Toward the elimination of homologous blood use in elective lumbar spine surgery

Dana G. Seltzer, Mark D. Brown, Janet S. Tompkins, Isadore Enger, Frank P. Cammisa

Research output: Contribution to journalArticle

12 Scopus citations

Abstract

Two hundred twenty-four consecutive patients underwent elective posterior lumbar spinal surgery over a 3 1/2 -year span at the University of Miami/Jackson Memorial Medical Center. Patients ranged in age from 17 to 87 years, and 58% were male. Fifty-eight patients underwent revision surgery, and 65 patients required fusions, including 35 necessitating internal fixation. One hundred seventy-four patients (78%) were requested to participate in a preoperatively donated autologous blood (PDAB) program. Six of these patients were excluded from participation, and 168 patients banked 425 U of autologous blood. Eighty percent of the patients participating in the PDAB program received some or all of their donated blood. Intraoperative blood salvage was used in 37% of cases. Seven patients received homologous blood: four in addition to salvaged and donated blood, two that were unable to donate blood due to positive hepatitis B serology, and one erroneously. The combined use of PDAB and intraoperative salvage program allowed autologous blood replacement to meet the total transfusion requirements of 96% of the patients who predeposited blood, including 94% of those undergoing spinal fusions. Autologous blood comprised 99% of the total blood replacement used in this series, and 95% of the patients requiring blood transfusions received only autologous blood. Establishment of a protocol judiciously using PDAB in conjunction with intraoperative blood salvage can result in virtual elimination of the need for homologous blood transfusion in elective lumbar spine surgery.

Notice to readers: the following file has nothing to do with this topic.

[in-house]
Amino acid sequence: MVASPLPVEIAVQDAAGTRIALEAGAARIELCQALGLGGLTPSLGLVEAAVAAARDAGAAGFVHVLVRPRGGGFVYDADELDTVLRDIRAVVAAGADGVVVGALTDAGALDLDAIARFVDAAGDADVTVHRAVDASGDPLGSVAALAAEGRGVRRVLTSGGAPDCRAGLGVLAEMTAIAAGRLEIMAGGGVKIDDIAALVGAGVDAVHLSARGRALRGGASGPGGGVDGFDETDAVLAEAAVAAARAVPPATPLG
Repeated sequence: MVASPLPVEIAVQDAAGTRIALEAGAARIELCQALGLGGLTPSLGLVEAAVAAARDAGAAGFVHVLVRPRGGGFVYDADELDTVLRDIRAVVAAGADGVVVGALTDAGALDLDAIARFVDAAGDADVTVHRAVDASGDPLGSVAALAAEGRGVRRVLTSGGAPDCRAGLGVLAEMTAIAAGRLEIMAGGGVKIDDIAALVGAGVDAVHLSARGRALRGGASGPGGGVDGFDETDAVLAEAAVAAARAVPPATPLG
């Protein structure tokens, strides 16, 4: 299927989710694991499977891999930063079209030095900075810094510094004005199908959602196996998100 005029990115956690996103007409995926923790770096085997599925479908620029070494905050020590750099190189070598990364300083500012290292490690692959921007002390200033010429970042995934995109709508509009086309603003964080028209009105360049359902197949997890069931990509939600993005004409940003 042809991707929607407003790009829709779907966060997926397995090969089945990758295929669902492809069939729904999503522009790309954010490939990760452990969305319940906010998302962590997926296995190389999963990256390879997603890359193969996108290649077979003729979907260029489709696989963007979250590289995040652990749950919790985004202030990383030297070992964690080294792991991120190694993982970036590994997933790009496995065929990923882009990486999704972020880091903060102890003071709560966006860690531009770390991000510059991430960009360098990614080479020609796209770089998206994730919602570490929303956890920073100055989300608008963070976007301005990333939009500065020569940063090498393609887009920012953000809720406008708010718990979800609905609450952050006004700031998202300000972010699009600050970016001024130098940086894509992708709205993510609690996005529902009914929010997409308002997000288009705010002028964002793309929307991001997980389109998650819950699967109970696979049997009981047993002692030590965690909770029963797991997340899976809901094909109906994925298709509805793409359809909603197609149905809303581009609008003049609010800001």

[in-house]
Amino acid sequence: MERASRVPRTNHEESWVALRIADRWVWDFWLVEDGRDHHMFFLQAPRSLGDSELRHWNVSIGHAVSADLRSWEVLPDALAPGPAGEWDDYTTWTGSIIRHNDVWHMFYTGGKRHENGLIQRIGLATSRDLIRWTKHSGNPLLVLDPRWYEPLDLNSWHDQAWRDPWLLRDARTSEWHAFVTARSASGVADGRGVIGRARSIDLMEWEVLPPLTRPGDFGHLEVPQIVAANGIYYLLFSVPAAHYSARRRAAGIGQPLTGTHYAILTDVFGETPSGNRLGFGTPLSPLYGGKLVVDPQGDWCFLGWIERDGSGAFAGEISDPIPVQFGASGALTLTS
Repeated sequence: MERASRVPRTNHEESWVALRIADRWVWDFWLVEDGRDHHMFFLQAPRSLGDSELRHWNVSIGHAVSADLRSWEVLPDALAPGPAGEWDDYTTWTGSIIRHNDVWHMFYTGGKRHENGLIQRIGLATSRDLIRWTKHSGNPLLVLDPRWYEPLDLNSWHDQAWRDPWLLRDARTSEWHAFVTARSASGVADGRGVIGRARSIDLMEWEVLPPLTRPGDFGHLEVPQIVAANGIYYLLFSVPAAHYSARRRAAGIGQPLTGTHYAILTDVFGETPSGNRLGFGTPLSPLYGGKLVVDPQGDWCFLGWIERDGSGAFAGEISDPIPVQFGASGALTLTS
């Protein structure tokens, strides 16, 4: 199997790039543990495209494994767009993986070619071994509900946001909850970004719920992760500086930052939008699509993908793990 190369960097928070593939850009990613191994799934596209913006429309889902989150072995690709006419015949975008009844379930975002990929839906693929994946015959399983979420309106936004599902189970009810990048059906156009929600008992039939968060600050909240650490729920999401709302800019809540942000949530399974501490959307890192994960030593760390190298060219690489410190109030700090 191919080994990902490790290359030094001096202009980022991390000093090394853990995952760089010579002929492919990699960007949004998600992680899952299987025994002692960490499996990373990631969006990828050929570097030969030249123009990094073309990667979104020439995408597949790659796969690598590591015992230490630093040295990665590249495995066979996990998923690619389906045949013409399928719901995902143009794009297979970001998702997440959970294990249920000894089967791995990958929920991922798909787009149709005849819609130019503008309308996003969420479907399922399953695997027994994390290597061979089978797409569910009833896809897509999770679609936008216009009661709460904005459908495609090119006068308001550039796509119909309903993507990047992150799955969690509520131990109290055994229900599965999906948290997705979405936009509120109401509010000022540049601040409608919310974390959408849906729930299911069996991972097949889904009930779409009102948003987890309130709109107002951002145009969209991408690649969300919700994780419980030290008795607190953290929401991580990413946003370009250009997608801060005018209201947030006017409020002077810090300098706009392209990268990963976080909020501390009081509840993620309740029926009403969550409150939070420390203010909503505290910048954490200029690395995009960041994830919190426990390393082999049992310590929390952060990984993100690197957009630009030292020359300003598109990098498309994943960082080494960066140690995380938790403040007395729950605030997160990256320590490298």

Original languageEnglish (US)
Pages (from-to)412-421
Number of pages10
JournalJournal of Spinal Disorders
Volume6
Issue number5
DOIs
StatePublished - Oct 1993

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Keywords

  • Homologous blood
  • Lumbar spine surgery

ASJC Scopus subject areas

  • Surgery
  • Clinical Neurology

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